administration had committed to war by July, 2002.

British Attorney General Lord Goldsmith is quoted in the Downing Street Memo:
"The Attorney-General said that the desire for regime change was not a 
legal base for military action. There were three possible legal bases: 
self-defence, humanitarian intervention, or UNSC authorisation. The first 
and second could not be the base in this case. Relying on UNSCR 1205 of 
three years ago would be difficult. The situation might of course change."


The briefing paper discusses this issue further:

"11. US views of international law vary from that of the UK and the 
international community. Regime change per se is not a proper basis for 
military action under international law. But regime change could result 
from action that is otherwise lawful. We would regard the use of force 
against Iraq, or any other state, as lawful if exercised in the right of 
individual or collective self-defence, if carried out to avert an 
overwhelming humanitarian catastrophe, or authorised by the UN Security 
Council."


It makes me deeply ashamed as an American in the tradition of Madison, 
Jefferson, Franklin, Lincoln, and King, that in their private 
communications our international allies openly admit that the United States 
of America routinely disregards international law. The Geneva Conventions 
were enacted by the United Nations and adopted into national law in order 
to assure that Nazi-style violations of basic human rights never again 
occurred without the threat of punishment after the war. We have an 
administration that views the Geneva Conventions as "quaint." The US has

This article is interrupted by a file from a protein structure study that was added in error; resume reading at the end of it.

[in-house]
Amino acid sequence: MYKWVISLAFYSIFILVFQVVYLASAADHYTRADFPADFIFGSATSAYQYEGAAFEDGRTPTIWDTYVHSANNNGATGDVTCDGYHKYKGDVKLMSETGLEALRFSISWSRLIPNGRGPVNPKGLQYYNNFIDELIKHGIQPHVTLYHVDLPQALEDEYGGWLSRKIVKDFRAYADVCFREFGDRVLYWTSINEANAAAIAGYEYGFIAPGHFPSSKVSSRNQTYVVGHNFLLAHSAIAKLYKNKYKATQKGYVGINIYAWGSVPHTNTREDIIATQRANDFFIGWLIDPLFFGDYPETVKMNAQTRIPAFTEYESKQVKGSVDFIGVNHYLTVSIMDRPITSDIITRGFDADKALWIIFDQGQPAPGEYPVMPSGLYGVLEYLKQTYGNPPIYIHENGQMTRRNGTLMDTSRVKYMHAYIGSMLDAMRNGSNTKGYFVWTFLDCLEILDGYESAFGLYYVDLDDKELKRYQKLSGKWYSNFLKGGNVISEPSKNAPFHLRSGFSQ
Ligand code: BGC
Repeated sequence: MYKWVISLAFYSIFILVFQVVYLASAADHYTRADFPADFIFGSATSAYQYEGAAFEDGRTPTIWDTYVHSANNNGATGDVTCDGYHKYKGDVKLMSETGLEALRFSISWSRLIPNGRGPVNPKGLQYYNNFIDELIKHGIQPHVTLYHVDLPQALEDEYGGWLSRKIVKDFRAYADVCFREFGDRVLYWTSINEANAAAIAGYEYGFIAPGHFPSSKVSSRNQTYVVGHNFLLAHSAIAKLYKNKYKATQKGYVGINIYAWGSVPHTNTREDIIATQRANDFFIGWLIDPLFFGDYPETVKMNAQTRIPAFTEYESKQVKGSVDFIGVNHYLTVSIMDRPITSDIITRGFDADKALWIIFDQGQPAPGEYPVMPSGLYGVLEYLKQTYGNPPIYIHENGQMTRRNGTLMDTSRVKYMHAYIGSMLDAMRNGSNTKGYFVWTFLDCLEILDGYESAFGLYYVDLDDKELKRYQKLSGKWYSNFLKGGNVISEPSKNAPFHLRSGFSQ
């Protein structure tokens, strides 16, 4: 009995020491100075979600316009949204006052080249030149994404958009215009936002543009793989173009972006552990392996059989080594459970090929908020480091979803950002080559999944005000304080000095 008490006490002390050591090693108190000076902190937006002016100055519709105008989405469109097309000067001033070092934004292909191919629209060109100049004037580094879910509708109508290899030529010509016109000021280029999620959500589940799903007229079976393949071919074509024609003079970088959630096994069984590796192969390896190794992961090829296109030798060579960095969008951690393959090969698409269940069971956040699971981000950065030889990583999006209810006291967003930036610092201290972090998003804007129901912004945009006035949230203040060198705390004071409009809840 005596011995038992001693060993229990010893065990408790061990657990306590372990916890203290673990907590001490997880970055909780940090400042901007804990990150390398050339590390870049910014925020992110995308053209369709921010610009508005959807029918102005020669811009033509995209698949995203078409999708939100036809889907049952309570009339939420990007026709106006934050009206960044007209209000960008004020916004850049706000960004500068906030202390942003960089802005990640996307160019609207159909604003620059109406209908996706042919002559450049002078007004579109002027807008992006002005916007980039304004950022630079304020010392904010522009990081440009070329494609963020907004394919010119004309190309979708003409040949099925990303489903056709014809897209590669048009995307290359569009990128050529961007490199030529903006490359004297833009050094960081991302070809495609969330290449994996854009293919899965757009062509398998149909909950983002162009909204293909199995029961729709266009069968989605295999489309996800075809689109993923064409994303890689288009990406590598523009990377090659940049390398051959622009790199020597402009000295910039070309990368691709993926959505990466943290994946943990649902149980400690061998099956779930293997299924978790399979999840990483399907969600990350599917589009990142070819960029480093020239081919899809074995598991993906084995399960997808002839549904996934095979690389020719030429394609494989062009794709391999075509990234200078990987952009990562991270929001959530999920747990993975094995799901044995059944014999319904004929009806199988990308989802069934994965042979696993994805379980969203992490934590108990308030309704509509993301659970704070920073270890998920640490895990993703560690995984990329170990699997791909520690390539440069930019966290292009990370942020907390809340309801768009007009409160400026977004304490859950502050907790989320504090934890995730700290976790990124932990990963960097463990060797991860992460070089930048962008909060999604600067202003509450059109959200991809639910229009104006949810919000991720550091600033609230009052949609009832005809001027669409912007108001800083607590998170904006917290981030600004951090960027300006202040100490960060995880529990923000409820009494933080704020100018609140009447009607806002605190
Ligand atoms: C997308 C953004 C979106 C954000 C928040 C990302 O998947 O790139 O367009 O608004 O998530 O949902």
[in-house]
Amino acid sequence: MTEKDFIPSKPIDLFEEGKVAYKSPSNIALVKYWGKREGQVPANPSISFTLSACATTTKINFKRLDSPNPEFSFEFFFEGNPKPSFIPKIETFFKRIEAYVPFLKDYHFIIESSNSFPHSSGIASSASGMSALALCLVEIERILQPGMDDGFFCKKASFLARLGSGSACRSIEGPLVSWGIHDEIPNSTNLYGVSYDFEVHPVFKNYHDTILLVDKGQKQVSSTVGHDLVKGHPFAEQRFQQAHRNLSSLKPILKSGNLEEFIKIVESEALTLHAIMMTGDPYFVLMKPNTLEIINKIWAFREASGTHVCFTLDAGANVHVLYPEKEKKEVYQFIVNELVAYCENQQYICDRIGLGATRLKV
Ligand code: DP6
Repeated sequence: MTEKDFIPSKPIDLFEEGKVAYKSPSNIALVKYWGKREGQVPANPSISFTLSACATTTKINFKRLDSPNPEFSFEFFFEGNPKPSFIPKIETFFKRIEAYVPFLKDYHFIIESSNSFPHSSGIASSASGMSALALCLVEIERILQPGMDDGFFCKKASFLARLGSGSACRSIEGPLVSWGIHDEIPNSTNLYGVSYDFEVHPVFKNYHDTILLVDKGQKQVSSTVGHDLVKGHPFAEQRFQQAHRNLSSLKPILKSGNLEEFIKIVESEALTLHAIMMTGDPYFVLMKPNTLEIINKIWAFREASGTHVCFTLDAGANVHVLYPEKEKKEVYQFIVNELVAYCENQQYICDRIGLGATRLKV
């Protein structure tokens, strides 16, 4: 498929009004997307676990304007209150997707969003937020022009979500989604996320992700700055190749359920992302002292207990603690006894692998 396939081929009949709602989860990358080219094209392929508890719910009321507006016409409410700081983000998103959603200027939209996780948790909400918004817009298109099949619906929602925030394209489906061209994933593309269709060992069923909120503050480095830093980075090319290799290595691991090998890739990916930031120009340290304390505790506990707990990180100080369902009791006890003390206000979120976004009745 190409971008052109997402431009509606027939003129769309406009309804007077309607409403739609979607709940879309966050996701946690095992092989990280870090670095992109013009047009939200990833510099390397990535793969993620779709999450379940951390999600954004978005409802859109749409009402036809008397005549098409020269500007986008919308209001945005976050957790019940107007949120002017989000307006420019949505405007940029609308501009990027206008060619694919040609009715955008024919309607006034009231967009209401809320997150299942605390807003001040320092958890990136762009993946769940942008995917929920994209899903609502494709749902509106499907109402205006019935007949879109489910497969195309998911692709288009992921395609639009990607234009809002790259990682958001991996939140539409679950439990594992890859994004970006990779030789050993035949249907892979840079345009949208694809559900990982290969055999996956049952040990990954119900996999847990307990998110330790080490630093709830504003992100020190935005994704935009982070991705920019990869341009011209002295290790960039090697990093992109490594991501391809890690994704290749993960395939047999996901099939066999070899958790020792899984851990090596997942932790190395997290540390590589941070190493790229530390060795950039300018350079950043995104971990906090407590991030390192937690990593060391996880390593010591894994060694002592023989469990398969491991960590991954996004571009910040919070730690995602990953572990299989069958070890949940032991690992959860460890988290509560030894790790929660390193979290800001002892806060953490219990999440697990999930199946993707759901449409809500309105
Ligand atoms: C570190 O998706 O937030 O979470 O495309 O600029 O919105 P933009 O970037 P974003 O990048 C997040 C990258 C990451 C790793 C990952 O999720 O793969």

vigorously opposed the International Criminal Court.

The cabinet briefing, like Lord Goldsmith, is skeptical that any of the 
three legal grounds for war existed with regard to Iraq. Iraq was not an 
imminent threat to the US or the UK. Saddam's regime was brutal, but its 
major killing sprees were in the past in 2002. And, the UNSC had not 
authorized a war against Iraq.

"The legal position would depend on the precise circumstances at the time. 
Legal bases for an invasion of Iraq are in principle conceivable in both 
the first two instances but would be difficult to establish because of, for 
example, the tests of immediacy and proportionality. Further legal advice 
would be needed on this point."


The tactic of presenting Saddam with an ultimatum that he should allow back 
in weapons inspectors, in hopes he would refuse, is again highlighted in 
this document:

"14. It is just possible that an ultimatum could be cast in terms which 
Saddam would reject (because he is unwilling to accept unfettered access) 
and which would not be regarded as unreasonable by the international